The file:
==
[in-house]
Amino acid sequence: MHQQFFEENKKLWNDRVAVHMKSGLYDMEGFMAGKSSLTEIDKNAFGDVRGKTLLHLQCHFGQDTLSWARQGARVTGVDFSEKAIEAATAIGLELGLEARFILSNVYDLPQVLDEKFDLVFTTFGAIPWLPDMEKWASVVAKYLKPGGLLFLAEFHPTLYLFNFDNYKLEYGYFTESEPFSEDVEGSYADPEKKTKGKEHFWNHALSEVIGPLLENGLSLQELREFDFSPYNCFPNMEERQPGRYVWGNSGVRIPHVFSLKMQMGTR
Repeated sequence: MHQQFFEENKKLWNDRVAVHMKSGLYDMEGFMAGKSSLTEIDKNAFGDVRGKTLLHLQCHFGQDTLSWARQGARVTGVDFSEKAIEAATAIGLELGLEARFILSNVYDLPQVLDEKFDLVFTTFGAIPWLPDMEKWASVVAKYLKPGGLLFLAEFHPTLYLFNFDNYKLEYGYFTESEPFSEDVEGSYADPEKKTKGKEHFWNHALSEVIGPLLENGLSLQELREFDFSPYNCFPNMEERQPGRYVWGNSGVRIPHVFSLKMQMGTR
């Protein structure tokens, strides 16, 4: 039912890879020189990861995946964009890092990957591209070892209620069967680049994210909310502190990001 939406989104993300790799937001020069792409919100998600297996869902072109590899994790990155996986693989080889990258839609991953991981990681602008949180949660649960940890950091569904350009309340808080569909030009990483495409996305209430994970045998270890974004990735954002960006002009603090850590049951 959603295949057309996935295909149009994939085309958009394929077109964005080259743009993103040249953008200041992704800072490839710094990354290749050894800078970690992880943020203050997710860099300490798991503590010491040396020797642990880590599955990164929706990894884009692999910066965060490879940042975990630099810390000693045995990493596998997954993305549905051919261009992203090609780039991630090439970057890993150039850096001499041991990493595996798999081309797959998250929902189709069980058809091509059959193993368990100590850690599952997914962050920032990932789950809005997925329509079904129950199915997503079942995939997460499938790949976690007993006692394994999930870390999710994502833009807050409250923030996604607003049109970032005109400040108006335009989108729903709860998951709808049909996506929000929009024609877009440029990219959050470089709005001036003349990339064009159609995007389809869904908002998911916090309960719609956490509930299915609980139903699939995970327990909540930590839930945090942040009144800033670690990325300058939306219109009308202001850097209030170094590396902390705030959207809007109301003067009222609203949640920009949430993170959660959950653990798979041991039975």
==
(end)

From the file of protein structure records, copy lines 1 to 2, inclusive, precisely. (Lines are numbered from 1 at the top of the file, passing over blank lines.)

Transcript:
[in-house]
Amino acid sequence: MHQQFFEENKKLWNDRVAVHMKSGLYDMEGFMAGKSSLTEIDKNAFGDVRGKTLLHLQCHFGQDTLSWARQGARVTGVDFSEKAIEAATAIGLELGLEARFILSNVYDLPQVLDEKFDLVFTTFGAIPWLPDMEKWASVVAKYLKPGGLLFLAEFHPTLYLFNFDNYKLEYGYFTESEPFSEDVEGSYADPEKKTKGKEHFWNHALSEVIGPLLENGLSLQELREFDFSPYNCFPNMEERQPGRYVWGNSGVRIPHVFSLKMQMGTR